In an interview with Sun editors, the governor said that he would back a measure similar to one lawmakers voted in for Prince George's County giving the county's executive an unprecedented level of authority over the long-troubled (though the district outperformed Baltimore recently) school system.
You can read more about the PG shake-up, which allows the county executive to hire the new schools superintendent, here.
According to Cox, O'Malley said he would back Mayor Stephanie Rawlings-Blake if she were to seek increased power.
He said it was "very important for parents to know which of us to vote against when the schools aren't improving."
The mayor declined to comment on the offer.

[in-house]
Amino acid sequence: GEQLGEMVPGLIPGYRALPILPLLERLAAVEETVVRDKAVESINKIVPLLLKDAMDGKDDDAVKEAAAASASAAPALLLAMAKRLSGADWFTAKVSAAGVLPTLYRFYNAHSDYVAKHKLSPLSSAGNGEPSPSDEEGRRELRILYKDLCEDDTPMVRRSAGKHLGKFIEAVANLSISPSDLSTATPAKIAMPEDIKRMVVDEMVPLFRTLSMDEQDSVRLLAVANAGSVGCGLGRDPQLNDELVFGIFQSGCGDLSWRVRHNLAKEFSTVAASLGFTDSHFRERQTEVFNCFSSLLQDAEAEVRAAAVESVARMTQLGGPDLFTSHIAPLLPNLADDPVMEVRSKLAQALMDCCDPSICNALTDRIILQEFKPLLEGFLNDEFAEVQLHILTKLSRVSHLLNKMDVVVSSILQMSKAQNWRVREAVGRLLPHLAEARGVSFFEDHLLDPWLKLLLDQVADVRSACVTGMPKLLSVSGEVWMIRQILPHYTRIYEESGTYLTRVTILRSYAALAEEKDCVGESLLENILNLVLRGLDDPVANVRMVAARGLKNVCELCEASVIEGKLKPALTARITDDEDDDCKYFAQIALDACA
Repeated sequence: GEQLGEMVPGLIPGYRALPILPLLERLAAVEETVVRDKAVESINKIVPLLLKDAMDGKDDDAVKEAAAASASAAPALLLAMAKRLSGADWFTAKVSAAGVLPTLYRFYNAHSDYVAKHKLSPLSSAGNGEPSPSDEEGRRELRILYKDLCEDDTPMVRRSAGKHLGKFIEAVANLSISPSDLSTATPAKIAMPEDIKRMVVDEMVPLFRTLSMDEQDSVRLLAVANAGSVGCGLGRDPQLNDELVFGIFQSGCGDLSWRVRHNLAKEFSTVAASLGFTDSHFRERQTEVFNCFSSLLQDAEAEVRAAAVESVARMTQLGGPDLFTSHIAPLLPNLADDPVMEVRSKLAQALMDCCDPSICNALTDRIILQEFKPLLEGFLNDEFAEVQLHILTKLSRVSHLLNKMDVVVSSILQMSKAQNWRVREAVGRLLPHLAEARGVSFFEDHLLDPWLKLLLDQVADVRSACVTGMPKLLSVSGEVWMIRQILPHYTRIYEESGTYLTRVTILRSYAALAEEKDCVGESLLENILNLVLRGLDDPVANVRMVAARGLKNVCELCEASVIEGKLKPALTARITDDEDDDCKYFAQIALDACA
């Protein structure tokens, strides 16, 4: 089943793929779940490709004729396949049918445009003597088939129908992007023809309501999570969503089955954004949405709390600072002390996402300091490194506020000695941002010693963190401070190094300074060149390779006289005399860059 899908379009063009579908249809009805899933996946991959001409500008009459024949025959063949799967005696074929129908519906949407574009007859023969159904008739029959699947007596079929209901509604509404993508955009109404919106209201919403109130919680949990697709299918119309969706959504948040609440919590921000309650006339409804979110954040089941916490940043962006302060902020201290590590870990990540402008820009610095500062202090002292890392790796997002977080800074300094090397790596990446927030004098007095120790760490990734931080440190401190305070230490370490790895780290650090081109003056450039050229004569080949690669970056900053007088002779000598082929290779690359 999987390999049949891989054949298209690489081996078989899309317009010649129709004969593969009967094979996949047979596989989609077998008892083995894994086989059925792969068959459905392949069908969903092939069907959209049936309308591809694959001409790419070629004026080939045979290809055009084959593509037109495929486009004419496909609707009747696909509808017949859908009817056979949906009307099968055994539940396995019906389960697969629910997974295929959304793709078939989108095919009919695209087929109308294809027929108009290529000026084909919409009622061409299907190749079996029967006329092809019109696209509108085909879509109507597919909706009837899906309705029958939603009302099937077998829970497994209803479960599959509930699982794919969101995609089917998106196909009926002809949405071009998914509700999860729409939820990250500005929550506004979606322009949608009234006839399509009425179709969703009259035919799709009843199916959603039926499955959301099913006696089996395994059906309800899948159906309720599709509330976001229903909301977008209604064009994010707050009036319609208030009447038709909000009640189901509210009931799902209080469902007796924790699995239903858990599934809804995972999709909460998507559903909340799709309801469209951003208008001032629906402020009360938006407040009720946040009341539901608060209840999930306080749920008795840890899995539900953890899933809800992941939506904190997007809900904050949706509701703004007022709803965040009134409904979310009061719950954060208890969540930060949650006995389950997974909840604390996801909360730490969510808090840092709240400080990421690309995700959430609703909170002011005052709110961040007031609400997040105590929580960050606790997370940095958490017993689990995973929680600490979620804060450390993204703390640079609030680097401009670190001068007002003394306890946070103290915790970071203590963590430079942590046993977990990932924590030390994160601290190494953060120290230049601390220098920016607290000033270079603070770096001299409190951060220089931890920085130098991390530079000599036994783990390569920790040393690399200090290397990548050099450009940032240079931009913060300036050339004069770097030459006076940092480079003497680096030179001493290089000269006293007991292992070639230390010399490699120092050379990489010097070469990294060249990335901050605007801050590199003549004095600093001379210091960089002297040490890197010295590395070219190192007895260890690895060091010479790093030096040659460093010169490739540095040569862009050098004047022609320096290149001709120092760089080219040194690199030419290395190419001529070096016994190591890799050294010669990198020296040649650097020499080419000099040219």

In 1997 the city relinquished power over its beleaguered schools for a large infusion of cash from the state. Under a new city-state partnership, the state and city share the responsibility of funding the city schools, and the governor and mayor jointly appoint the school board that governs the system. The city school board appoints the superintendent.
There have been calls in recent years for more accountability in the system, including a hybrid elected-appointed school board and/or mayoral control. Lawmakers have also proposed legislation seeking such measures.
The board has opposed any election of school board members, and its chairman has publicly denounced allegations that the board is controlled by schools CEO Andres Alonso.